This section is from the book "A Text Book Of Materia Medica, Being An Account Of The More Important Crude Drugs Of Vegetable And Animal Origin", by Henry G. Greenish. Also available from Amazon: A Text Book of Materia Medica : Being an Account of the More Important Crude Drugs of Vegetable and Animal Origin.
The bulk of the opium normally imported into England consists of the Turkey and Persian drugs; the latter is largely exported to South America and elsewhere for smoking, but when sufficiently cheap is •used for the manufacture of morphine.
Indian Opium. The chief opium-producing districts in India are the central districts of the Ganges, including Behar, Benares, and Patna, and the tablelands of Malwa which lie to the north-east of Bombay, most of the drug being produced by licensed cultivators and purchased by the Government. That which is destined for use in India is dried in the sun until the moisture in it is reduced to 10 per cent., and then made into flat cakes (Bengal abkari opium) or round balls (Malwa opium) and wrapped in oiled paper. For the Chinese market it is formed into round balls which are enveloped in cases made of dried poppy petals, opium, and water, each cake with its shell resembling a Dutch cheese in size and shape.1
1 Details, of the process will be found in the Pharmacographia Indica.
During the war large quantities of Indian opium were imported into this country in the form of a uniform, black, paste, in flat cakes of 2 lb. wrapped in waxed paper.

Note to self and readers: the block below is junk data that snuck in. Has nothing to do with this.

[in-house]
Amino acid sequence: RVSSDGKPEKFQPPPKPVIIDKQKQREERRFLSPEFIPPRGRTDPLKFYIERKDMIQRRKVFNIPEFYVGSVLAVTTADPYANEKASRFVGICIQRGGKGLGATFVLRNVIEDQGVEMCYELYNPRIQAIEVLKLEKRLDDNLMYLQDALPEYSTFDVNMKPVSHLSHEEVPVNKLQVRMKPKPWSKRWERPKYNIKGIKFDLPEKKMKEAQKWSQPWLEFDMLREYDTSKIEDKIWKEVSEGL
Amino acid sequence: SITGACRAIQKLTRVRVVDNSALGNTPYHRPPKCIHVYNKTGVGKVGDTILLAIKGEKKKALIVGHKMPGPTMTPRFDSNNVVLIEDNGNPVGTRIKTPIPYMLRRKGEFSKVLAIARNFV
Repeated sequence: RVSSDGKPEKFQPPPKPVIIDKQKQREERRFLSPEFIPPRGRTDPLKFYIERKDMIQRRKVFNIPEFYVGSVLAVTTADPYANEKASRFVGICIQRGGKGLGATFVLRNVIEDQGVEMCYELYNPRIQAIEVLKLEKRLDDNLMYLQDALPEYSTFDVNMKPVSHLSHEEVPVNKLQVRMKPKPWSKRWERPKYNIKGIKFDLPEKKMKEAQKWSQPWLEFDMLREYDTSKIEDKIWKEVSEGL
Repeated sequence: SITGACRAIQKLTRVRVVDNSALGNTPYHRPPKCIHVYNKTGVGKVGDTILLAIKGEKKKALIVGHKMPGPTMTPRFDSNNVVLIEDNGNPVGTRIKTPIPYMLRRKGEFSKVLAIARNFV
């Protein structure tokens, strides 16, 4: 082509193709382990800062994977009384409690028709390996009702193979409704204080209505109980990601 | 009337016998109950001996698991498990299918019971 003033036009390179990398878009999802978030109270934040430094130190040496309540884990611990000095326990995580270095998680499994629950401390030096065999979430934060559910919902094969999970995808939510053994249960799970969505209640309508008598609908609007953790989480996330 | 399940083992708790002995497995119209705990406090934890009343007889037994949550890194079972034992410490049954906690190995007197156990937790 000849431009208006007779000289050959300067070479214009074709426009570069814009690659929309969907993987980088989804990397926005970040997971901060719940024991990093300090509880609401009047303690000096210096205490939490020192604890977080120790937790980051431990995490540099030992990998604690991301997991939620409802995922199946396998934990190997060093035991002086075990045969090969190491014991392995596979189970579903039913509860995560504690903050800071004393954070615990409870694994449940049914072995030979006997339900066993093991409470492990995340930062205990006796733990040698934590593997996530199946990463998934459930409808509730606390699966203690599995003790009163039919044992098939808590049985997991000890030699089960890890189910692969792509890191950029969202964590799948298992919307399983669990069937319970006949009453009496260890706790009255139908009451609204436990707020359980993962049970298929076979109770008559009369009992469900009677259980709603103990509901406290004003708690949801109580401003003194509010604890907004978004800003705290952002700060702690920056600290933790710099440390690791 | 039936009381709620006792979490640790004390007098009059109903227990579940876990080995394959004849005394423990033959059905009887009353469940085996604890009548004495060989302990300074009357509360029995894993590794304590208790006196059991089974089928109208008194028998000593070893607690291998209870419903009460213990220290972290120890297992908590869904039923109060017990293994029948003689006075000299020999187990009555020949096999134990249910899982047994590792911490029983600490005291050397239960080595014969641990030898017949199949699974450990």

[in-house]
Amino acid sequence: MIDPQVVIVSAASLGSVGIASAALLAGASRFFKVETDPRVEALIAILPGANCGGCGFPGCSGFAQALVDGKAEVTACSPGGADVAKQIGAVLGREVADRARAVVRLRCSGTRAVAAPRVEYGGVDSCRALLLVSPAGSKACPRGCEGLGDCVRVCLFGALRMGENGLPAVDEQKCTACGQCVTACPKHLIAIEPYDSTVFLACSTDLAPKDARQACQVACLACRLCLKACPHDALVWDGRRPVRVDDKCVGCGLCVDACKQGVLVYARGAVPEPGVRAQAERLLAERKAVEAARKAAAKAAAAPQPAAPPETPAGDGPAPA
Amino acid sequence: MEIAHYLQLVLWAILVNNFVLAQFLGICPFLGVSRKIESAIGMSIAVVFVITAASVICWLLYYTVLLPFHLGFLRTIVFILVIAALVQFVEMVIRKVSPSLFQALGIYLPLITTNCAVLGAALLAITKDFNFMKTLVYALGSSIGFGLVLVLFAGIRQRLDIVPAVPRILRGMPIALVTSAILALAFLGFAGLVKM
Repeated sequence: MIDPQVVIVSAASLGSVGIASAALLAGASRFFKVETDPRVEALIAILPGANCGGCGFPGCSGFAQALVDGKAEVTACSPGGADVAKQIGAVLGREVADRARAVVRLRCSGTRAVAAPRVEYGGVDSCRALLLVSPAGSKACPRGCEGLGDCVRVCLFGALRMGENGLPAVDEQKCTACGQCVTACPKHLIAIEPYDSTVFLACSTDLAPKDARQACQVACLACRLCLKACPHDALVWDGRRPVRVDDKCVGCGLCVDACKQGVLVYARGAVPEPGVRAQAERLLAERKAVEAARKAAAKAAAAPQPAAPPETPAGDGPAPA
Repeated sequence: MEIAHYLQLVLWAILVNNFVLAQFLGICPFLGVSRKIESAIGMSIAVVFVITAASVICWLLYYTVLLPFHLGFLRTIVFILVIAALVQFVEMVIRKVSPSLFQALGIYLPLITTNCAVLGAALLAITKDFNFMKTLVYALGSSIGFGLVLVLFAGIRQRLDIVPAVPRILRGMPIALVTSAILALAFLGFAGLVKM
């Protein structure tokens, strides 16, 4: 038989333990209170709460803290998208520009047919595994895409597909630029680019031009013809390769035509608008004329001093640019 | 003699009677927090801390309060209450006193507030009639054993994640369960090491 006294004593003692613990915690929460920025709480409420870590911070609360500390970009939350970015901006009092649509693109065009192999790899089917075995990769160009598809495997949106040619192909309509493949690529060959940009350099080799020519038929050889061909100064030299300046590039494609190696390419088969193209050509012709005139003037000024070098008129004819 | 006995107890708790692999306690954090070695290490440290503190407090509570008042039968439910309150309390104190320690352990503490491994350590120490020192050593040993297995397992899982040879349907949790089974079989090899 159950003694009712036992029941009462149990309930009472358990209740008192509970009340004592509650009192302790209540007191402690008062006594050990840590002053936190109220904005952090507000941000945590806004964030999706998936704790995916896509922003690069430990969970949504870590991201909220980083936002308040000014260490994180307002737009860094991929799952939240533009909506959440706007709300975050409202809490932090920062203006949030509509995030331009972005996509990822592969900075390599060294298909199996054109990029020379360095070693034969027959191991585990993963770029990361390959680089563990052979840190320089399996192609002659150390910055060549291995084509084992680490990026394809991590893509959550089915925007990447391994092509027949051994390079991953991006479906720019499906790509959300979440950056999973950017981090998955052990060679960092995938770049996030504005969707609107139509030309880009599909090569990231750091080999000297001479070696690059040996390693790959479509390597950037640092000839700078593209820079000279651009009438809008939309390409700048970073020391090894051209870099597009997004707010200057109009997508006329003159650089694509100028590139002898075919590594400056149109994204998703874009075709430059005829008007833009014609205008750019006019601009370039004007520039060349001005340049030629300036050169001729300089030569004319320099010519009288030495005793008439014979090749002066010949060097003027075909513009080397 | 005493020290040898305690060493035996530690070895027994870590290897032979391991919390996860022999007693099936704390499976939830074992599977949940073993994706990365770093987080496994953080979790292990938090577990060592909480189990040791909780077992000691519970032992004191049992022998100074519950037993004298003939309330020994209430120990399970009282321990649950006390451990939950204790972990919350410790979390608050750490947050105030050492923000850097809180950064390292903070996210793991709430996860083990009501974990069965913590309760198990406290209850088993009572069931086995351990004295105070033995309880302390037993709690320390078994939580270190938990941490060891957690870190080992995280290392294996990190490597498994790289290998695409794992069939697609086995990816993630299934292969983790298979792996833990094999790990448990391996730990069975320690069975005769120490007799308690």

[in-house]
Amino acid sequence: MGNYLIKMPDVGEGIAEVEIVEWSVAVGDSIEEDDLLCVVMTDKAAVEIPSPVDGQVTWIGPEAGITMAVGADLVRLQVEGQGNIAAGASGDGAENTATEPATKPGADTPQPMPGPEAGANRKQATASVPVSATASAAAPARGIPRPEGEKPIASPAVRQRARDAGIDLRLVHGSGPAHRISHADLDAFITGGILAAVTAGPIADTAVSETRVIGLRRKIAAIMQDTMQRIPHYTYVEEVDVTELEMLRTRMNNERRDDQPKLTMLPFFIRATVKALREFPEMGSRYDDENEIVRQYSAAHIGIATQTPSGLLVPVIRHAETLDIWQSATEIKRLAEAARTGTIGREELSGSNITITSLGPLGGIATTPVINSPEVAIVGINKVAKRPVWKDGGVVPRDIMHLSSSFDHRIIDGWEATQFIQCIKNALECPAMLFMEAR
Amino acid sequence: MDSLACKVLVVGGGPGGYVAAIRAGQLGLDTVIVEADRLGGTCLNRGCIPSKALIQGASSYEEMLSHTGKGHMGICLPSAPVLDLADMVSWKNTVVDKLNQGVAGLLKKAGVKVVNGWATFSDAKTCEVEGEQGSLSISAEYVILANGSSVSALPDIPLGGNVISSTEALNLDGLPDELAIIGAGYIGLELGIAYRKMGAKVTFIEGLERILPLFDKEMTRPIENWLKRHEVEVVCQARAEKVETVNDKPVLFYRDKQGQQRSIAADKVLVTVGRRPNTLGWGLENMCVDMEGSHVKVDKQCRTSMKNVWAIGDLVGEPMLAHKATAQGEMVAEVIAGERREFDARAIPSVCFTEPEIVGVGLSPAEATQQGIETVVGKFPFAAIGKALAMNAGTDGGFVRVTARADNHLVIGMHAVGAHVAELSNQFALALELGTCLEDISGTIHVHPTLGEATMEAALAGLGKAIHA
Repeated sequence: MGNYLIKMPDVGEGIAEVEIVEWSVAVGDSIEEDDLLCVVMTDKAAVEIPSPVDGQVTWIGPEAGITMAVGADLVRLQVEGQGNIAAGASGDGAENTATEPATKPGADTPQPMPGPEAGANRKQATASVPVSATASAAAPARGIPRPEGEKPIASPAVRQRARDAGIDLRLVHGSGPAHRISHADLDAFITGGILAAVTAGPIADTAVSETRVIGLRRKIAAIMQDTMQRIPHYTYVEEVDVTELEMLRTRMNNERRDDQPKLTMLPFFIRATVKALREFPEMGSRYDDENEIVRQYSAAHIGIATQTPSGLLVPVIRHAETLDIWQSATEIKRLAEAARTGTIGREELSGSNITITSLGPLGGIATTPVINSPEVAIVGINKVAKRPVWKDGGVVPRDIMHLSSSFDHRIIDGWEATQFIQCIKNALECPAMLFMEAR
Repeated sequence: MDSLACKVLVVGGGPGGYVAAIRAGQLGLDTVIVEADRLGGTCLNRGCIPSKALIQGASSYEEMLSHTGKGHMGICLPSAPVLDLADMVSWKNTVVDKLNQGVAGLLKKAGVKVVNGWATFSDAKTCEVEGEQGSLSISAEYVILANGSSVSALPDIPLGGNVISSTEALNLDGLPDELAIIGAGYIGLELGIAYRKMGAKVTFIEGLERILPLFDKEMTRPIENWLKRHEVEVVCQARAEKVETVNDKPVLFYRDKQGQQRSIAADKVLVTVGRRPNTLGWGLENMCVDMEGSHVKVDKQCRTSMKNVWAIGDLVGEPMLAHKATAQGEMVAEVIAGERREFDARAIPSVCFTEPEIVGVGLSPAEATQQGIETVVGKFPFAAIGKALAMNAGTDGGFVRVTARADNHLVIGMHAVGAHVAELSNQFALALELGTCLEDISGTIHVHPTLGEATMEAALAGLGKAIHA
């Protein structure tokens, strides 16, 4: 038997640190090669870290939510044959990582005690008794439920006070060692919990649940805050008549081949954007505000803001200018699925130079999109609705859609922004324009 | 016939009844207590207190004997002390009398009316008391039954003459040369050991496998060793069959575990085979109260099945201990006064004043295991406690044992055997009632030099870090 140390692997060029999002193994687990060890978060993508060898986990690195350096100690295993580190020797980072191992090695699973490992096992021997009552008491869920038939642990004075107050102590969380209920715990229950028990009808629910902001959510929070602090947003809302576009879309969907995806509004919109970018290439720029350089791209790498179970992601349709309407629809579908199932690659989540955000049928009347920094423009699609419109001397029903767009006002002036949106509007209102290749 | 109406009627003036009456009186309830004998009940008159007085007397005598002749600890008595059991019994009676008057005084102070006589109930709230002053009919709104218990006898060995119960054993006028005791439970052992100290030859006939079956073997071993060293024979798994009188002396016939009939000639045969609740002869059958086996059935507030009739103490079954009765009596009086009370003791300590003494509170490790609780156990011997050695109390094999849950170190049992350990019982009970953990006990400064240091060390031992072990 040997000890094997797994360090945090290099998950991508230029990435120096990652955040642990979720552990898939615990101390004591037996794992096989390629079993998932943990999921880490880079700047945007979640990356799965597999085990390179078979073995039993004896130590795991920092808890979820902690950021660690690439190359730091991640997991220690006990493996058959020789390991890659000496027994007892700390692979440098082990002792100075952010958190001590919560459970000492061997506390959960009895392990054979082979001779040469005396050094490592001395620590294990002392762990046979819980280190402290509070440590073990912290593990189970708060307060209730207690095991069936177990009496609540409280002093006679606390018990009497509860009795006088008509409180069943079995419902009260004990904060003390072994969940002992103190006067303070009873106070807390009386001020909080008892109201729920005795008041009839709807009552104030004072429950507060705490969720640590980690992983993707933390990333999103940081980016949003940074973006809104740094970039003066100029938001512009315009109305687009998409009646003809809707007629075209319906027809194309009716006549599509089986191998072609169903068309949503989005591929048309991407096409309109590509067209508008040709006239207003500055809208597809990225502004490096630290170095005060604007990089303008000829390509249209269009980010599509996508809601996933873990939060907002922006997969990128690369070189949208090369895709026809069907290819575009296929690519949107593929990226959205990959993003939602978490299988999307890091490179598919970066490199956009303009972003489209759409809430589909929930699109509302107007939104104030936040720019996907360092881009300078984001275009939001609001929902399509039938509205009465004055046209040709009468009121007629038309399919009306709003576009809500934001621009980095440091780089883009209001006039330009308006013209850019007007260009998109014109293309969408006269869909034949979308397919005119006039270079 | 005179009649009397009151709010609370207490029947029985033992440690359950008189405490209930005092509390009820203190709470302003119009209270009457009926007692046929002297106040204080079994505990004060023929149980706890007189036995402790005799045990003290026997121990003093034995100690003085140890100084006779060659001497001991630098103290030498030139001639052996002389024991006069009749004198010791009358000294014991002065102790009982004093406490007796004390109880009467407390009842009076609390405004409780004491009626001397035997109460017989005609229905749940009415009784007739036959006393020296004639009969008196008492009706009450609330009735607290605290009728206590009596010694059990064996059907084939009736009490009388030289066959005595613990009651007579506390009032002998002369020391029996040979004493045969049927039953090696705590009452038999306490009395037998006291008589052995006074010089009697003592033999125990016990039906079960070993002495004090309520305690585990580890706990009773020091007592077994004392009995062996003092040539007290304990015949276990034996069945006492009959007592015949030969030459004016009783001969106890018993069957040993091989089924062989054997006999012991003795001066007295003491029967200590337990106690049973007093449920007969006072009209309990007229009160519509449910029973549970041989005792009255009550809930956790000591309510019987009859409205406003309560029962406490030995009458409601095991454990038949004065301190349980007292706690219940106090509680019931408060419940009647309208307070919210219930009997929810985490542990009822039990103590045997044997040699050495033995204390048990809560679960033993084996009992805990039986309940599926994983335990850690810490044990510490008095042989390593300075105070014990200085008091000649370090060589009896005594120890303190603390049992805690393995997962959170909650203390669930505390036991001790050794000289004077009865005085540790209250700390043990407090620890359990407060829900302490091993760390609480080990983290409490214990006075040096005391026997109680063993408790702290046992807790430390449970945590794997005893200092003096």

Amongst the numerous constituents of opium the most important are the alkaloids it contains. Of these no fewer than twenty-one have been reported, but the existence of some of these in the drug is open to considerable doubt. Chief of them, both in its medicinal importance and in the quantity in which it exists, is morphine; narcotine and codeine are of secondary importance, and next to these come thebaine, narceine, and papaverine.1
forms colourless crystals, very slightly soluble in cold water but readily in solutions of caustic alkalies or alkaline earths; it is almost insoluble in cold ether, chloroform, or benzene. Heated with hydrochloric acid in a sealed tube to 140°-150°, it is partly converted into apomorphine (C17H17N02). Morphine is a powerful hypnotic, but apomorphine, in addition to a hypnotic action, produces a powerful emetic effect.
Codeine, C18H11N03, or methyl morphine is usually obtained from the mother liquors from which morphine has been crystallised, but can also be prepared by methylating morphine. It forms large rhombic crystals soluble in 80 parts of water and readily soluble in chloroform. It is a strong base, and is liberated from its salts by fixed alkalies, but not by ammonia. It has only a mild hypnotic action.
Narcotine, C22H13N07 or C19H14(OCH3)3N04, crystallises readily in rhombic prisms or needles, and may be extracted from the residue left after treating opium with water; it is a weak base and has little or no narcotic action, hence it has also been called ' anarcotine.'
All these are well-defined, crystalline alkaloids, and together constitute in good dry opium about one-fifth of the weight of the drug.
Amongst the other constituents attention must be directed to meconic acid, HC7H307,3H10, a crystalline organic acid that exists to the extent of about 5 per cent. combined with morphine; this well-characterised and easily identified acid is important in toxicological investigations as corroborative of the presence of opium.
Meconin and meconoiosin are two indifferent substances and exist in small quantity only.